In the last decade, there has been a rise of faith in supporting actors in Hindi films. One of them is Sanjay Mishra. Now, Mishra’s fame as a supporting actor has made him the subject of Kaamyaab, which closely relives what he has experienced in the film industry. With Shah Rukh Khan presenting the film, it seems Kaamyaab has a successful promotion strategy.
He nods, “Involvement of a name like Shah Rukh Khan has brought a different kind of attention to this small film. Otherwise, it is still difficult to find space for such films. You cannot imagine me to be a hero who could attract the audience, but I am feeling like a hero right now. That is because of the compelling story which made me the centre of attraction,” he says.
Kaamyaab is Hardik Mehta’s debut film which centres around a character actor Sudhir’s yearning to complete 500 films. Mishra relates his own experiences of the famous Juhu Tara road where he used to roam around to find a role in films.
“That was the reason I picked up this film as I had to play the struggle of an actor and that is the world I know inside out. I was Hardik’s choice because I have lived that life. Like Sudhir, I did a lot of films where I had a very small screen time. However, I am different from Sudhir in terms of his approach towards his career as unlike him I never came here to become a typical hero.”
Mishra reminds there was a time when actors were earmarked for a particular role. “For drunkard, you had Keshto Mukherjee. For father, there was Kader Khan, for judge, D.K.Sapru and for corrupt bureaucrat there was Om Shiv Puri. It is a homage to these wonderful actors as well,” he underlines.
One should admire Mishra for rising above the sidekick tag to play meaty roles in films such as Aankhon Dekhi , Masaan, and Kadvi Hava . “The process of filmmaking should be an exploration. Director explores the actor and actor get a chance to explore himself while understanding the director’s choices. I love to be directed by new directors and films like Masaan , Newton and Angrezi Mein Kahte Hain were a result of that exploration only,” he reveals. “I am glad that these films are giving me a chance to act as a protagonist and that is different from my other films where I play supporting roles and the responsibility to carry the film is not on my shoulders.”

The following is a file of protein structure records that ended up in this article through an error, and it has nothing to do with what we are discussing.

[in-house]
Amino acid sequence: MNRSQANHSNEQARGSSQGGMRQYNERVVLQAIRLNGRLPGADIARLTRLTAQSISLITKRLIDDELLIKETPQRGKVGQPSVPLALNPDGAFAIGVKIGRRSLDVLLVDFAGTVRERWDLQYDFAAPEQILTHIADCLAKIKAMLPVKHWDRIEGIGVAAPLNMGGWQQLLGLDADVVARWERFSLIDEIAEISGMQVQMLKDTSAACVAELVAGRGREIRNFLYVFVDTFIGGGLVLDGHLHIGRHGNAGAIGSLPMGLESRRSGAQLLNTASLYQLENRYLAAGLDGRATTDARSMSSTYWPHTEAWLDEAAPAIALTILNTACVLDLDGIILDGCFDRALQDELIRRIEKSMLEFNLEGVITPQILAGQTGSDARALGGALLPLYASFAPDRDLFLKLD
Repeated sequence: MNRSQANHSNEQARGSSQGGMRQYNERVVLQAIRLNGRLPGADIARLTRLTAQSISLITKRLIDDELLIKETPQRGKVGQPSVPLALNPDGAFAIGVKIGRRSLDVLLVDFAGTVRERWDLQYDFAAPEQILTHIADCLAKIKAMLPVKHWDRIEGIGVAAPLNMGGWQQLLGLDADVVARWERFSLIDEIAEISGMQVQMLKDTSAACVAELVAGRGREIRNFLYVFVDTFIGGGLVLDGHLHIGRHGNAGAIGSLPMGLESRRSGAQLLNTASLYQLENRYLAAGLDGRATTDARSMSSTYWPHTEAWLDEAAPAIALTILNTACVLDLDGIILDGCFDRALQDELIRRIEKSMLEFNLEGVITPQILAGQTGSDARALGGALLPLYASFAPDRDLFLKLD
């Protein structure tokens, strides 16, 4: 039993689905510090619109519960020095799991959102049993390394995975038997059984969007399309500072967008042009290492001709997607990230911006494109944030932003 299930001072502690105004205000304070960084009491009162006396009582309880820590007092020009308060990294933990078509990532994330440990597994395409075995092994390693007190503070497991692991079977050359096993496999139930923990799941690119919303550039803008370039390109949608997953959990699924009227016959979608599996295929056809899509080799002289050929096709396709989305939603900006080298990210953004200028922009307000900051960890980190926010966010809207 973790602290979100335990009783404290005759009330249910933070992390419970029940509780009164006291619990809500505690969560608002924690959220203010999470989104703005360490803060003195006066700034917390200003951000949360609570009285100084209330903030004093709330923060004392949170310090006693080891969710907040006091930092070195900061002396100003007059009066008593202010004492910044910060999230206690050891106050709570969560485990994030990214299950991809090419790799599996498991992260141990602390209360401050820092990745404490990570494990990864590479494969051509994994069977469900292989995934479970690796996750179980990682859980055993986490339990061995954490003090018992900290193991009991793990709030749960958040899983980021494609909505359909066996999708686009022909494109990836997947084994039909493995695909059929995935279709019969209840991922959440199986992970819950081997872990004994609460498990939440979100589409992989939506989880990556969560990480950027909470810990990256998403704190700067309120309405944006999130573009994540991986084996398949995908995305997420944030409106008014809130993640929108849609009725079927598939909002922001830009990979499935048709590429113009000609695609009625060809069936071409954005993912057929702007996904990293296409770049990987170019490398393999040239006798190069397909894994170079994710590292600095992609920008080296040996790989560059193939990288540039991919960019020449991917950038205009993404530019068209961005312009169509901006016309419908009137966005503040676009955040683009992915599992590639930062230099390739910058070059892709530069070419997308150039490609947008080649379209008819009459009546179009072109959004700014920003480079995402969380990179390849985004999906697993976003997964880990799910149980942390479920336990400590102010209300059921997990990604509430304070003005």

Hindi films are increasingly telling ordinary people’s stories and, in a way, has created a demand for actors who could essay such characters. Mishra is aware of this trend. “A film like Masaan talks about the sensibilities of youth but that was not a college romance. There was a time when there existed a parallel cinema, but those stories are now becoming mainstream.
Had they been made in the ‘80s, they would have been treated as a parallel cinema but right now it is not a case. There is a space for older actors, heroines are not just hero's love interest and I am very thankful for this change.” Is there an increased affinity of the audience for older characters as well? “Of course, you can see how Mr (Amitabh) Bachchan has re-invented himself. There was a time when old age was considered as something negative on screen. I feel, if you show gripping old characters to the audience, they will be inspired.”
Initially, he was chosen for roles close to his real self, but gradually filmmakers realised his range. He likes picking up mannerisms from different spaces and cultural humour which helps him become a new person in every film. “I learnt music in my childhood and I relate that with the acting I do. You need to understand the note of the character and that should be tuned to the director’s vision.”
Mishra says he is content. “If you get success very early, it becomes essential that you maintain it. It becomes difficult and there comes a lot of pressure. As I got the attention very late, I don’t have any ego.”